Health Care Privitization: Wealth Care


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Image by: Paul Joseph

Critics say privatization of health care in Canada could cause a polarization of services, dividing medical care between premium 'wealth care' service for those able to pay and below standard care for those who cannot.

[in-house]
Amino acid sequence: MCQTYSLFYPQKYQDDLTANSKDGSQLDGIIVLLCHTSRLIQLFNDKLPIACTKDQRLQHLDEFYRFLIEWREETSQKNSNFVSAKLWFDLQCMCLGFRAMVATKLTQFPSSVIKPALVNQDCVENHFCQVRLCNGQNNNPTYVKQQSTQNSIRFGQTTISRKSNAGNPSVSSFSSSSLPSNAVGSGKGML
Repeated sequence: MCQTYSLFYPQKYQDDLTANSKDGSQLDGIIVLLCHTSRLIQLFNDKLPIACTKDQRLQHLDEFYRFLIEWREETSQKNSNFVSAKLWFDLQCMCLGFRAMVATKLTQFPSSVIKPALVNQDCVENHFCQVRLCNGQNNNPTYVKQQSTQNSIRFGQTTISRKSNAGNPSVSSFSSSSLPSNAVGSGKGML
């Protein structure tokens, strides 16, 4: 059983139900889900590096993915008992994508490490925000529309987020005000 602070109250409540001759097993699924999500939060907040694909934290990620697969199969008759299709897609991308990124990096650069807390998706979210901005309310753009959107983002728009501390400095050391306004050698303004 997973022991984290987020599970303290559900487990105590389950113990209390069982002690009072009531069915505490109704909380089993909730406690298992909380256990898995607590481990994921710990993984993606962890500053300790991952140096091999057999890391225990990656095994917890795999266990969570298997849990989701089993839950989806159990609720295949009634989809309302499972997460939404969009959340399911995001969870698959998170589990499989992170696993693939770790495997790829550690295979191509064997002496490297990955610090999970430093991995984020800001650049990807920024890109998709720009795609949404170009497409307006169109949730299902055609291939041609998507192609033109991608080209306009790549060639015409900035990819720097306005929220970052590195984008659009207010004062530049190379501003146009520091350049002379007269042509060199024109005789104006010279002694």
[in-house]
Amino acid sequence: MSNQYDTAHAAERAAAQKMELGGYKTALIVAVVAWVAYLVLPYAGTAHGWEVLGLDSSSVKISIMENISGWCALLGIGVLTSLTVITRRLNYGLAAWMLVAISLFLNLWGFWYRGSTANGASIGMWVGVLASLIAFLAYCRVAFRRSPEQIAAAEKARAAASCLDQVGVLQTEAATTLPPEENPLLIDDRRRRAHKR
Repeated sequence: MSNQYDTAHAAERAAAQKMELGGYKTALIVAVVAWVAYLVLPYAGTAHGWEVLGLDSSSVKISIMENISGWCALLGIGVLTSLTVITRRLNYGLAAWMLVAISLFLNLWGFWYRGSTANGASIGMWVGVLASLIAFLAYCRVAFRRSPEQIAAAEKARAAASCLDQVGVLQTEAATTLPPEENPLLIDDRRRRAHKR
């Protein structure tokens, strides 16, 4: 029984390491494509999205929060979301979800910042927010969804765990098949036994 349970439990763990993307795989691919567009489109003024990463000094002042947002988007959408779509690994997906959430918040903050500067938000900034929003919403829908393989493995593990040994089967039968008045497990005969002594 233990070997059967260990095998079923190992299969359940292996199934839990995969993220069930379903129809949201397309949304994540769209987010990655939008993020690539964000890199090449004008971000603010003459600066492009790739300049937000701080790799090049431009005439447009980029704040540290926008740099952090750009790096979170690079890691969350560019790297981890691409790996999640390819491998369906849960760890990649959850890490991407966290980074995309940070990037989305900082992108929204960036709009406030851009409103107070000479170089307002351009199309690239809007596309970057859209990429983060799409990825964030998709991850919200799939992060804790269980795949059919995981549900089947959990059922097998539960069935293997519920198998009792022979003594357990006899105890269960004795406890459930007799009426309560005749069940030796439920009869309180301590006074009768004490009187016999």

Tom Koch, 57, is a Vancouver-based ethicist and the author of a score of books about medical and journalistic issues of a moral nature. He describes himself as a democratic socialist. And when it comes to B.C.’s health-care system, he says, “It remains my belief that nobody should receive what everybody can’t.”This placed him in an exquisite dilemma when the private Copeman Health care Centre – Canada’s first private, primary health-care centre – opened in downtown Vancouver last November. His GP of several years, Peter House, announced he was leaving the Seymour Medical Centre to become medical director at this new, private clinic. Koch, who has arthritis, has been very vocal in his opposition to the privatization of health care. But, he admits, “That opposition paled before the need to have a physician who I knew thought like I did about things like pain control. The relationship I had with my personal physician whom I respect outweighed my concerns about private health care.” Koch felt House was much more proactive than his previous doctor. He was informative, a good diagnostician and sympathetic. It took Koch nine months to decide what to do, but in the end he paid his $3,500 and joined the clinic. “I’m not happy about it, quite frankly,” he concedes. Koch’s doctor didn’t have the same qualms when he was asked to join the business as medical director. “I was given the opportunity to work in a low-volume, high-quality primary care model,” House says. “I could never find a business model that would allow that to happen. I wanted to provide more quality in care. I didn’t want to rush everybody all the time, which I’d done most of my career.”In the eyes of some, the Copeman Healthcare Centre is a long-awaited chance for doctors and patients alike to get off the public health-care treadmill and focus on the individual needs of the consumer (i.e., patient), particularly in the areas of disease prevention and promotion of healthier lifestyles. In the eyes of others, it’s a disaster – a free-enterprise money-grab that threatens the foundation of Canada’s health system, dividing medical care into two separate, unequal entities: premium care for those who can pay, and standard or below-standard care for those who cannot. But with an eye to the business opportunity, some research estimates the yearly market in Canada for private medical clinics like Copeman’s could reach $11.5 billion. So what’s really going on here? A May visit to the clinic, on the fourth floor of an office building on Hornby Street, is revealing, not to mention pleasant. Stepping out of the elevator, one enters a large room that looks like the lobby of a fine hotel, with original oil paintings on the walls, a vase filled with stargazer lilies on a sideboard and another with lilacs on a glass coffee table. Neatly arranged along a shelf below the coffee table, the magazines – including a recent issue of Wallpaper – are all current and only lightly thumbed-through. In the spa-like washroom, there’s a shower and complimentary terry cloth robes – no backless paper gowns here. Lavender and bergamot-scented soaps sit beside the wash basin. The Copeman Healthcare Centre is staffed by family doctors as well as other health professionals such as nurses, physiologists and dieticians. All clients pay the same fees, whether they use the clinic a lot or a little. It costs $3,500 in the first year and $2,300 every year after that. No one who can afford to pay is turned away, even those with serious,pre-existing medical conditions. Designed to accommodate 4,000 clients, the clinic is not yet full. When it is, nine GPs will be available, keeping the ratio of patients to doctors about 440 to one, much lower than in most B.C. family practices where a GP typically has between 1,800 and 2,000 patients on file.Don Copeman, 48, is a tall and friendly fast-talker. “I don’t like to call this a waiting room,” he tells me, gesturing around the airy, elegant space with its suede-covered lounge chairs, “because our patients don’t wait. I like to call it areception area.”Copeman, the centre’s sole owner, expects to meet his target of 4,000 signed-up clients bynext spring. How close is he now? He won’t say. “When we open another centre,” heexplains smiling, “you’ll know that we’ve reached capacity.” MSP: PROGNOSIS NEGATIVE Don Copeman wanted to be a doctor. He was in the pre-med program at McGill and Queen’s universities. When he graduated from the latter with a science degree in 1978, he was broke, so he took a job selling medical supplies and instruments. He intended to go back to university, but never did. Instead, Copeman quickly developed a successful business career. “It was very rewarding intellectually, financially and otherwise. I came from a relatively poor family,” he says. “There wasn’t enough to attract me back to medical school, particularly because I was in the medical industry and feeling good about what I was doing. ”In 1997, Copeman became a partner in Vancouver’s False Creek Surgical Centre. He was the CEO for several years, managing the business side of the centre. (This summer, he divested himself completely of his holdings in that clinic in order to devote himself to his own.) Copeman says his years with the False Creek Surgical Centre opened his eyes to our “deteriorating medical system.” But it was his own family’s health problems that galvanized him into action. Copeman has a six-year-old boy, Max, who is autistic. When, as a toddler, the boy stopped speaking, Copeman had to wait several months before he could see a pediatrician. Even worse, the physician did not recognize the symptoms of autism. Max was put on a waiting list for further assessment. Two years later, Copeman received a call telling him that the boy could come in. By then, Max was already receiving private care in the form of behavioural and cognitive therapy known to help with autism. Copeman believes that if he had waited two years to seek treatment, Max “would have lost any chance of recovery. He would be extremely developmentally impaired.” Copeman’s concerns about the health-care system were exacerbated when his brother almost died from a post-operative infection Copeman says was not properly dealt with. And he lost his father, who was in his late 70s, to a rare form of cancer. Copeman maintains there were issues about waiting for an MRI, though he doesn’t say that a faster diagnosis would have changed the outcome.